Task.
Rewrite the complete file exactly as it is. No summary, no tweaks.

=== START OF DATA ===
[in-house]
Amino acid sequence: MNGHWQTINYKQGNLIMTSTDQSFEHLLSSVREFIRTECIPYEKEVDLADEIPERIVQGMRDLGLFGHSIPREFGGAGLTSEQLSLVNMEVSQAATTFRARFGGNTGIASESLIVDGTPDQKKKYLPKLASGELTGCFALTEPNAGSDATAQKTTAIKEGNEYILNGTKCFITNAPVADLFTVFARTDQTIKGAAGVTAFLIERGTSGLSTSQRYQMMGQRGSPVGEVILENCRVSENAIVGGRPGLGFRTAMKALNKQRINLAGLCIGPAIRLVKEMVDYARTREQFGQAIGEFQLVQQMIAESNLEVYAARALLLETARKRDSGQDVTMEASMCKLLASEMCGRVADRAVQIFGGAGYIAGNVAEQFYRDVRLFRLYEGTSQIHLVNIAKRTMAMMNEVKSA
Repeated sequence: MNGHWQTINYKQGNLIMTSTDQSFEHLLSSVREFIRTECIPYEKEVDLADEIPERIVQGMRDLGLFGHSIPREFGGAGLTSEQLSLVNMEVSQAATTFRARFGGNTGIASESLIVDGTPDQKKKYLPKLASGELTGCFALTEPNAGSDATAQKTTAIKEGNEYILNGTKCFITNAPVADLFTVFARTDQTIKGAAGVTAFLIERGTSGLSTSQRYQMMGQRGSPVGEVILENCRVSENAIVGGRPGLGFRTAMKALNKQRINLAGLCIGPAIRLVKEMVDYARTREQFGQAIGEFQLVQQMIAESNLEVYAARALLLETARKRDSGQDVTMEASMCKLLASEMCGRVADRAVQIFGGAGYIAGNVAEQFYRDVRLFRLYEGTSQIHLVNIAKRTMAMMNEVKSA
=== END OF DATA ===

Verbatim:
[in-house]
Amino acid sequence: MNGHWQTINYKQGNLIMTSTDQSFEHLLSSVREFIRTECIPYEKEVDLADEIPERIVQGMRDLGLFGHSIPREFGGAGLTSEQLSLVNMEVSQAATTFRARFGGNTGIASESLIVDGTPDQKKKYLPKLASGELTGCFALTEPNAGSDATAQKTTAIKEGNEYILNGTKCFITNAPVADLFTVFARTDQTIKGAAGVTAFLIERGTSGLSTSQRYQMMGQRGSPVGEVILENCRVSENAIVGGRPGLGFRTAMKALNKQRINLAGLCIGPAIRLVKEMVDYARTREQFGQAIGEFQLVQQMIAESNLEVYAARALLLETARKRDSGQDVTMEASMCKLLASEMCGRVADRAVQIFGGAGYIAGNVAEQFYRDVRLFRLYEGTSQIHLVNIAKRTMAMMNEVKSA
Repeated sequence: MNGHWQTINYKQGNLIMTSTDQSFEHLLSSVREFIRTECIPYEKEVDLADEIPERIVQGMRDLGLFGHSIPREFGGAGLTSEQLSLVNMEVSQAATTFRARFGGNTGIASESLIVDGTPDQKKKYLPKLASGELTGCFALTEPNAGSDATAQKTTAIKEGNEYILNGTKCFITNAPVADLFTVFARTDQTIKGAAGVTAFLIERGTSGLSTSQRYQMMGQRGSPVGEVILENCRVSENAIVGGRPGLGFRTAMKALNKQRINLAGLCIGPAIRLVKEMVDYARTREQFGQAIGEFQLVQQMIAESNLEVYAARALLLETARKRDSGQDVTMEASMCKLLASEMCGRVADRAVQIFGGAGYIAGNVAEQFYRDVRLFRLYEGTSQIHLVNIAKRTMAMMNEVKSA